The Growth Curve:
Delegating without Fear

So your business made it through some initial chaos and moved into growth mode. Long-term goals have been set, teams have rallied behind clearly defined and aligned SMART objectives, and progress is being tracked and measured.

The newfound structure has created a sense of winning at work, and everyone is having fun.

But like all good things, this winning and fun cannot be enjoyed indefinitely without a definitive plan for sustaining it.  It is often during this phase of growth that the entrepreneur realizes that while business is increasing so are responsibilities.  As the to-do list grows longer and the available number of requisite hours for these tasks grows seemingly shorter, the entrepreneur must face the daunting task of sharing the workload.

That brings us to the dreaded D-word – Delegation.  Like the word “no,” “delegation” can be allergy inducing for most entrepreneurs. The mere idea implies a loss of power and an inability to manage one’s responsibilities. There’s also frequently an overriding fear that no one else could possibly do it as well as you could.  While all valid concerns, they are easily dissolved with the application of a few key techniques.

Once again, we ask the burning question … How?

The key is to get clear on three things:

  • Who is working on what
  • How the work being done is connected across the organization
  • When can the leader see the progress being made and/or roadblocks to alleviate

Who’s working on what

To delegate means to assign work to someone.  Work that’s unassigned is work that won’t get done.  Within MyObjectives, part of the scorecard setup process involves completing a RACI (Responsible, Approver, Consulted, Informed) role assignment for every objective.

By documenting who is Responsible for the work, who will be the final Approver, who may need to be Consulted, and who should be kept Informed, the leader can delegate without fear, knowing that considerations for the level of effort and the necessary participants have been made.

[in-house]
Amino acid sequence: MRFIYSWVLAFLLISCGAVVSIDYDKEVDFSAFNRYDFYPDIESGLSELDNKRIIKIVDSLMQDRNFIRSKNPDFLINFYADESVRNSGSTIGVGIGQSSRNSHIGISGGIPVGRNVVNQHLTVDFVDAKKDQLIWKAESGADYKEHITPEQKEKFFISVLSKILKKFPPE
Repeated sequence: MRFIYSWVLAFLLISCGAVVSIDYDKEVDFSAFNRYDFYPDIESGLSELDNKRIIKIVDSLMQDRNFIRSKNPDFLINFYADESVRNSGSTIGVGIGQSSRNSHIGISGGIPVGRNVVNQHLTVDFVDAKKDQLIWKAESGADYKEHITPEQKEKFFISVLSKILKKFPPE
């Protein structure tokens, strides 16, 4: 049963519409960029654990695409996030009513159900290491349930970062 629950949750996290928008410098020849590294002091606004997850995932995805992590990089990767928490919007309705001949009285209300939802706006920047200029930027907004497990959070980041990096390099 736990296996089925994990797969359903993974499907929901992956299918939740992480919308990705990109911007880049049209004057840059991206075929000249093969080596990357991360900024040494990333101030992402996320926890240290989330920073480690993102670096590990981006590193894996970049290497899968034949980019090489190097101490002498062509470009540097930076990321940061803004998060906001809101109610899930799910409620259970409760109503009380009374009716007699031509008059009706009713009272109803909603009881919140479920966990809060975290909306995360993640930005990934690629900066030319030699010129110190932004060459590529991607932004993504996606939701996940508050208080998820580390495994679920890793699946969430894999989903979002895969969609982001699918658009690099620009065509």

Additionally, this ability to assign varying degrees of responsibility empowers team members to design not only “what” will be worked on, but “how” it will get done.

Connect the work across the organization

Work done in a silo hamstrings broad business success. However, when synergies exist across teams and departments and everyone is aligned, the path to sustained success becomes more accessible.  MyObjectives connects teams and their objectives with other teams’ objectives.

This idea of linkage, where one user’s score is partially based on the efforts made by another user on that objective, and vice versa, is a key tenet to aligning work across the organization.  A second layer of connectivity can be added for team leaders in the form of scorecard summaries.  This functionality allows the leader’s scorecard to summarize the scores from his/her direct reports on areas that matter the most.

Checking progress

The importance of frequent check-ins cannot be understated, and it is an industry best practice to hold team check-ins at least once a week.  During this time, individuals can discuss progress, flag roadblocks, or ask for help on challenging objectives. MyObjectives includes features specifically designed to facilitate these discussions.

Business leaders obviously can’t be involved in every team check-in, but with MyObjectives they don’t have to be. Several reports provide a high-level glance at how teams are progressing on their goals.  Team leaderboards, weekly trending score charts and goal alignment graphs are just a few ways MyObjectives makes it easy for you to put your trust in your organization and to delegate with confidence.

Check out the earlier parts to our Growth Curve series if you haven’t already:

Solving Early Chaos

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Paul Niven

Paul Niven is a management consultant, an author and a public speaker on the subjects of corporate strategy and performance management systems, like the Balanced Scorecard.

Ben Lamorte

Ben Lamorte is the founder and president of He advises business leaders on the best methods for defining and making measurable progress on their most important goals.

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